THIS MATTER is before the Court on Appellant, Dorette M. Howard’s, appeal from a conviction, after a jury trial, of Unlawful Confinement of Animals, a first degree misdemeanor, in violation of § 828.13 Fla. Stat. (2006).  After review of the record and the briefs, this Court affirms the judgment and sentence.

Factual Background and Trial Court Proceedings

            On October 19, 2006, the Appellant, Dorette Howard, was issued a Notice to Appear/Ordiance Violation for the offense of Unlawful Confinement of Animals.   The notice alleged:

Two dogs were confined to a cage without sufficient supply of good wholesome food and water and kept in a cage which size prevents them from wholesome exercise and change of air.  Dogs in question were taken by the Humane Society for their health/welfare.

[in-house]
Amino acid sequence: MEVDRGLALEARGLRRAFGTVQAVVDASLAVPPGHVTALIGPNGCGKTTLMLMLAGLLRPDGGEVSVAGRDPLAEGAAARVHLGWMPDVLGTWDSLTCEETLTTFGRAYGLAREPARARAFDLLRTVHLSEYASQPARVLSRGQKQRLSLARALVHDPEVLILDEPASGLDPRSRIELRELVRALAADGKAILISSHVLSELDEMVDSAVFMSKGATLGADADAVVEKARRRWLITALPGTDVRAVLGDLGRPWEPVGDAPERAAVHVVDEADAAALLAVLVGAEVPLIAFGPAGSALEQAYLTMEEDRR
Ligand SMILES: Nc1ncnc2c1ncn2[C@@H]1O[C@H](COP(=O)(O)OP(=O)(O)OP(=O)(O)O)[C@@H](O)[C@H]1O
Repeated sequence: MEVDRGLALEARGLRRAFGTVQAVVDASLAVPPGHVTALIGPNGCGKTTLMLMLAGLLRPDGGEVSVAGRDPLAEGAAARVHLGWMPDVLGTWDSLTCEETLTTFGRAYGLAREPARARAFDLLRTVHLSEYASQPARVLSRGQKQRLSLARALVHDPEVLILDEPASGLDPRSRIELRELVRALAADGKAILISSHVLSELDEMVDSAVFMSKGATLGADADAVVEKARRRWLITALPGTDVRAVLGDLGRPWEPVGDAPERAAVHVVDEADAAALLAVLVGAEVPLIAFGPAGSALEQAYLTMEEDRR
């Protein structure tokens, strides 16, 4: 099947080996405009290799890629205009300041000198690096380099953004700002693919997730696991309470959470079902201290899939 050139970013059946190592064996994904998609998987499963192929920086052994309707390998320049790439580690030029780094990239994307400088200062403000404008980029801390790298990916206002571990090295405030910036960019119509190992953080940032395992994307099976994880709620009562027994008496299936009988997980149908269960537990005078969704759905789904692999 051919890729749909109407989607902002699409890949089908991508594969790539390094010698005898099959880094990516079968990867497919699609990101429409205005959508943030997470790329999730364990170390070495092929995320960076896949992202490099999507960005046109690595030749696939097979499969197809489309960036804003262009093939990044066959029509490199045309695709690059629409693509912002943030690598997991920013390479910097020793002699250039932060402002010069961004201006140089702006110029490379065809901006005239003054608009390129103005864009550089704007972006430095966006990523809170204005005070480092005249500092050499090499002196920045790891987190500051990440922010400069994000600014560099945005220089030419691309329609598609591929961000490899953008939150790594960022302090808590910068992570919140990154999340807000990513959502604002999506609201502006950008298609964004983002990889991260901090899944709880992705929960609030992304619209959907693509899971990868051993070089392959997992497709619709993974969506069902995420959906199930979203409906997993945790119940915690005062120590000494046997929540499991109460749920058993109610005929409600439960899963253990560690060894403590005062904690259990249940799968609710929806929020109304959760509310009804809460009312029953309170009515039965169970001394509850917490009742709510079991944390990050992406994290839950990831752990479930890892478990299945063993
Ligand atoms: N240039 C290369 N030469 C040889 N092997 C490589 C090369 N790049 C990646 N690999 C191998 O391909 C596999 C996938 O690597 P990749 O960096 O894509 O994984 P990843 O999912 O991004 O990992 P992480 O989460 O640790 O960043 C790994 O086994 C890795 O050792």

On January 23, 2008, a Misdemeanor Information was filed charging the Appellant with two counts of Neglect or Abandonment of an Animal, in violation of Chapter 828.13, Florida Statutes.  The Information alleges the offenses occurred on or between October 13 and October 19, 2006.  Also on January 23, 2008, a jury trial was conducted and the Appellant was found guilty by the jury on both counts of the Misdemeanor Information.